Neoadjuvant use of abiraterone in localized high-risk prostate cancer shows significant benefits in pathologic response.
Presurgical use of abiraterone in localized high-risk disease shows significant benefits.
Six months of treatment with the targeted drug abiraterone (Zytiga; Janssen Biotech, Johnson & Johnson) and standard androgen deprivation therapy prior to radical prostatectomy eliminated or nearly eliminated cancer in one third of men with localized high-risk prostate cancer, a phase II study has shown.
The findings also demonstrate that abiraterone blocks production of testosterone and related metabolites in tumor cells themselves; it doesn't simply lower levels of these androgens in the blood.
“This is an exciting new step forward” because the drug is usually prescribed for men with advanced, metastatic prostate cancer, remarked Nicholas Vogelzang, MD, a medical oncologist at Comprehensive Cancer Centers of Nevada. Vogelzang, chair of the American Society for Clinical Oncology's (ASCO) Cancer Communications Committee, moderated a May 16 press conference highlighting the findings.
Men with localized high-risk prostate cancer have a poor prognosis, even with aggressive treatment. These men generally have a prostate-specific antigen level above 20 ng/mL, a Gleason score of 8 or higher, and disease throughout the prostate.
Knowing that testosterone often fuels prostate cancer, researchers have studied the use of androgen deprivation therapy, such as leuprolide (Lupron; Abbott), to limit testosterone production prior to surgery in men with localized high-risk prostate cancer. Unfortunately, this treatment has yielded limited benefits.
This new study evaluated the effect of adding abiraterone, an oral drug that inhibits androgen production, to a standard leuprolide injection regimen prior to surgery. Among a group of 24 men who received 24 weeks of abiraterone, 34% experienced a complete or nearly complete pathologic response, meaning that their tumors were eliminated or shrank to 5 mm or smaller. In a second group of 27 men who received abiraterone for only 12 weeks, the response rate was 15%.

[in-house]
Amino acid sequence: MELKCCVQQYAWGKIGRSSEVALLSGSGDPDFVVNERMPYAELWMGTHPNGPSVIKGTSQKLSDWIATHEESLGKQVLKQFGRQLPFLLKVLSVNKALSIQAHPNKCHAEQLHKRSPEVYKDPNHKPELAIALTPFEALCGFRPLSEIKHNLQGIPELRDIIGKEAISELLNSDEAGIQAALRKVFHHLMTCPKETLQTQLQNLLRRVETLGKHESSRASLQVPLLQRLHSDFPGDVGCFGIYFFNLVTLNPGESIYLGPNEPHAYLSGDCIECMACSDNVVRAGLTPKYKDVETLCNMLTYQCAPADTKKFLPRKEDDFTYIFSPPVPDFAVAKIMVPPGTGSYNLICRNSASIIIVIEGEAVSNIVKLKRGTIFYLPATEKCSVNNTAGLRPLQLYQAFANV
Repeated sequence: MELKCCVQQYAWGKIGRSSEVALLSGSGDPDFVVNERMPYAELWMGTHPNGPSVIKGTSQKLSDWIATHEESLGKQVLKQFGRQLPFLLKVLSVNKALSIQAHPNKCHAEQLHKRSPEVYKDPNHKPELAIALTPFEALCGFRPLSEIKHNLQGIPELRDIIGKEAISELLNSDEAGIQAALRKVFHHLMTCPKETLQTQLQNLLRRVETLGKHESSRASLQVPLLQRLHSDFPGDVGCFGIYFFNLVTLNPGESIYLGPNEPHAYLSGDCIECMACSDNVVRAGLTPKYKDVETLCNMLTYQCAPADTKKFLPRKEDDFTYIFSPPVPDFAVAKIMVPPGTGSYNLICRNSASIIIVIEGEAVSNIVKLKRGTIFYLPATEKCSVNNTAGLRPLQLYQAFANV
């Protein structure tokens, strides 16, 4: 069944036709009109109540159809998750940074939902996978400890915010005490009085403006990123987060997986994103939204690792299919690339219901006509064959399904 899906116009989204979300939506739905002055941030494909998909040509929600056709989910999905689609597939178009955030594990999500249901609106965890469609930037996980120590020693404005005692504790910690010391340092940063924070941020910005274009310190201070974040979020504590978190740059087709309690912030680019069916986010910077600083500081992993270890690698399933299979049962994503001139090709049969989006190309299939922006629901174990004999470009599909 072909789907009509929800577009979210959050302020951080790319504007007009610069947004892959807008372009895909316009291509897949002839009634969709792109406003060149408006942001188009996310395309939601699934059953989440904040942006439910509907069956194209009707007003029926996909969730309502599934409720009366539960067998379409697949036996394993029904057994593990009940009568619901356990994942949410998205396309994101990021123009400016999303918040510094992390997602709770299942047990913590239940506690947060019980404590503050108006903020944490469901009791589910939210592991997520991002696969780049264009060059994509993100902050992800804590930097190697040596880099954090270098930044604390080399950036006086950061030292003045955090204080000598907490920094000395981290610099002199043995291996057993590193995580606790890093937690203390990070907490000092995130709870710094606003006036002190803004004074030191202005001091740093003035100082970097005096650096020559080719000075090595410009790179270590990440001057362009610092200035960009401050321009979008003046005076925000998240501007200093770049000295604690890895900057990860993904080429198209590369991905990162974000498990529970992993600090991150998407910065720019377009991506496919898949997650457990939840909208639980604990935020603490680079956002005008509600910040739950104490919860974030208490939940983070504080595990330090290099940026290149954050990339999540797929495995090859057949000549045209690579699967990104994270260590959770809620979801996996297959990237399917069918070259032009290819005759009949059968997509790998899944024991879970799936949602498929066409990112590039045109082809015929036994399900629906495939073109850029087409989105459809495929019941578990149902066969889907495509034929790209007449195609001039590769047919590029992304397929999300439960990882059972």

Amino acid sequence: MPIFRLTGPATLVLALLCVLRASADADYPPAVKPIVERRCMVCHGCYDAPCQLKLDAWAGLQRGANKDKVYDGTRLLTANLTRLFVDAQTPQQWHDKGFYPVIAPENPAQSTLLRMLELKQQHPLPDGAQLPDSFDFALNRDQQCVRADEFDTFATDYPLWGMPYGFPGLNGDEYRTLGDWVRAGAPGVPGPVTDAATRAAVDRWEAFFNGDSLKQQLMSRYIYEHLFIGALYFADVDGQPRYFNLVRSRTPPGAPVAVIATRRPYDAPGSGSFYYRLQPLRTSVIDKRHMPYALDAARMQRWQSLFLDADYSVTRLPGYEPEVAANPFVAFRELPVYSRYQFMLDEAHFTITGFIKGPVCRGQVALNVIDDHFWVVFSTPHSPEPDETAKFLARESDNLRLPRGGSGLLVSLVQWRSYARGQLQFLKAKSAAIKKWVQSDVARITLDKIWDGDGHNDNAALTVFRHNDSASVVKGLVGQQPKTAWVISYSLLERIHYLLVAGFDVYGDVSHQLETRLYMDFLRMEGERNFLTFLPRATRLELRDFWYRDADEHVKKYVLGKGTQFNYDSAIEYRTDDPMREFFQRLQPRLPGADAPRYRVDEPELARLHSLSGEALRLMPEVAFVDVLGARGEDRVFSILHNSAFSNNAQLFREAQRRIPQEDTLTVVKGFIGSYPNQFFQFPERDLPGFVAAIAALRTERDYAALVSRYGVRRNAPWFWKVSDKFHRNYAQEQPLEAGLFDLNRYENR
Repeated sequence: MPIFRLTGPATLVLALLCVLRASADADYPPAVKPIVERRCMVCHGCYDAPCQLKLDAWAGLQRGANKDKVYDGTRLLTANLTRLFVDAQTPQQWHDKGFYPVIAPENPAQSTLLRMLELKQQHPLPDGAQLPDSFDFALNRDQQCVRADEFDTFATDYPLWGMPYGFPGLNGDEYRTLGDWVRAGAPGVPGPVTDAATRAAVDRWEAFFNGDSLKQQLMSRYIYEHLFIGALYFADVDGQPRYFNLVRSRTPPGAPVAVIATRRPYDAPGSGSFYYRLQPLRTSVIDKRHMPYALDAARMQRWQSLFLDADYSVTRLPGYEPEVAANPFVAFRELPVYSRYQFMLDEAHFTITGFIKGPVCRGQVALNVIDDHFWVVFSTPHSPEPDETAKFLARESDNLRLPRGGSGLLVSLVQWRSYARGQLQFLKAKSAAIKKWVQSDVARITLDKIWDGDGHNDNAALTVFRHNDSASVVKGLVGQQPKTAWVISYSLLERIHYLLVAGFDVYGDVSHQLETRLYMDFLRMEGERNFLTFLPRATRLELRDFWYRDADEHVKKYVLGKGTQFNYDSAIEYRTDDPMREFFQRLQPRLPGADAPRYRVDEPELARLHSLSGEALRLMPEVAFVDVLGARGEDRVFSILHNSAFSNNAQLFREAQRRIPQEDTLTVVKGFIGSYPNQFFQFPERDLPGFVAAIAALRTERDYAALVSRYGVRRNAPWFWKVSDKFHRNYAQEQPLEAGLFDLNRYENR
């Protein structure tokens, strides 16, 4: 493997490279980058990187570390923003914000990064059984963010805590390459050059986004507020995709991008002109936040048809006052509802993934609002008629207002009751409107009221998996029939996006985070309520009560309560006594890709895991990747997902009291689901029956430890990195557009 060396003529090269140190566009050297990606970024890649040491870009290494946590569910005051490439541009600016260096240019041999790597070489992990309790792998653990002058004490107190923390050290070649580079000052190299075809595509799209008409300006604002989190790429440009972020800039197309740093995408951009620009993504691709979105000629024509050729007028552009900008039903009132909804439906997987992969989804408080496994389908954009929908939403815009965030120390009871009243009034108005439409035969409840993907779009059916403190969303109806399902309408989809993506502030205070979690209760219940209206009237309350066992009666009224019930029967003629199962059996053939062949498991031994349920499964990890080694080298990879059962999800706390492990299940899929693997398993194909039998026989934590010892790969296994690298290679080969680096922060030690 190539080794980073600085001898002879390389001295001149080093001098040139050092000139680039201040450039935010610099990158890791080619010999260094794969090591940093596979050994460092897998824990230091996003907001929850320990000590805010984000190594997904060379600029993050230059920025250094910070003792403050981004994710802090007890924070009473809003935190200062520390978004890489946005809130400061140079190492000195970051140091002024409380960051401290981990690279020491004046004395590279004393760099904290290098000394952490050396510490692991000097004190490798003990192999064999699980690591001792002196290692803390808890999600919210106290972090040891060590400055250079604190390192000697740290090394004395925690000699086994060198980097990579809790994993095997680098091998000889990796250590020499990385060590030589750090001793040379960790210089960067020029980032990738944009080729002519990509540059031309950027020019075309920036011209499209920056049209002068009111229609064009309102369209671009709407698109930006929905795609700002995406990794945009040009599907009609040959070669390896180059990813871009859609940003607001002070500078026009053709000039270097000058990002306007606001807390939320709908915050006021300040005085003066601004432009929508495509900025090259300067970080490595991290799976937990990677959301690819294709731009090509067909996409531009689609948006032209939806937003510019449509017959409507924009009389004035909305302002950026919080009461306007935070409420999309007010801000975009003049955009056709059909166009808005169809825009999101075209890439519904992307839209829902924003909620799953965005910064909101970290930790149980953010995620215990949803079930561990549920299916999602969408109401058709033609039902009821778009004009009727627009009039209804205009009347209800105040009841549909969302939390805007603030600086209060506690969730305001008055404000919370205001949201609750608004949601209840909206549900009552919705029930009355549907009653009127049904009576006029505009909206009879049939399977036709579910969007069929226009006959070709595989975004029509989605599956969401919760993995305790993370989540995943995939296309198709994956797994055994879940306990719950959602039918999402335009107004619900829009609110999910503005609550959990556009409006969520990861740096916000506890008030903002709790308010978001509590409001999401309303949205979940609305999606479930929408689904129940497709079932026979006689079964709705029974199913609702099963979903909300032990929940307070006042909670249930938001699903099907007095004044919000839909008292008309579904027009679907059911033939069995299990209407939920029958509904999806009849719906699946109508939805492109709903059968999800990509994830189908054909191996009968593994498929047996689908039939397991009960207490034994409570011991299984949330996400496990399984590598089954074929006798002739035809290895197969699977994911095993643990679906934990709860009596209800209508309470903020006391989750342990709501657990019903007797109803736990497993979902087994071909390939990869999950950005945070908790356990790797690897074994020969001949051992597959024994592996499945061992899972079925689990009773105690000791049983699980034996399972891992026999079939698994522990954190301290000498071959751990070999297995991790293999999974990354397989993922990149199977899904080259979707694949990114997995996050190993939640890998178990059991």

“For this proportion of patients with high-risk disease to have very little to no detectable cancer in the prostate after 6 months of therapy is dramatic,” said Mary-Ellen Taplin, MD, an oncologist at Dana-Farber Cancer Institute in Boston, associate professor of medicine at Harvard Medical School, and the study's lead author. She noted that the normal response rate to neoadjuvant androgen deprivation therapy is just 5%.
Recent research has shown that prostate tumors can evade the effects of androgen deprivation therapy by making the testosterone and other androgens they need to keep growing. Taplin said that men in the study all had a prostate biopsy 12 weeks before surgery to assess androgen levels inside tumor cells.
The data showed that abiraterone very effectively lowers intracellular levels of all the androgens it's designed to suppress, not just the serum levels. “No one has ever demonstrated this at a cellular level,” said Taplin, who will present the findings at ASCO's 2012 Annual Meeting in Chicago on June 2. “It's really cool data.”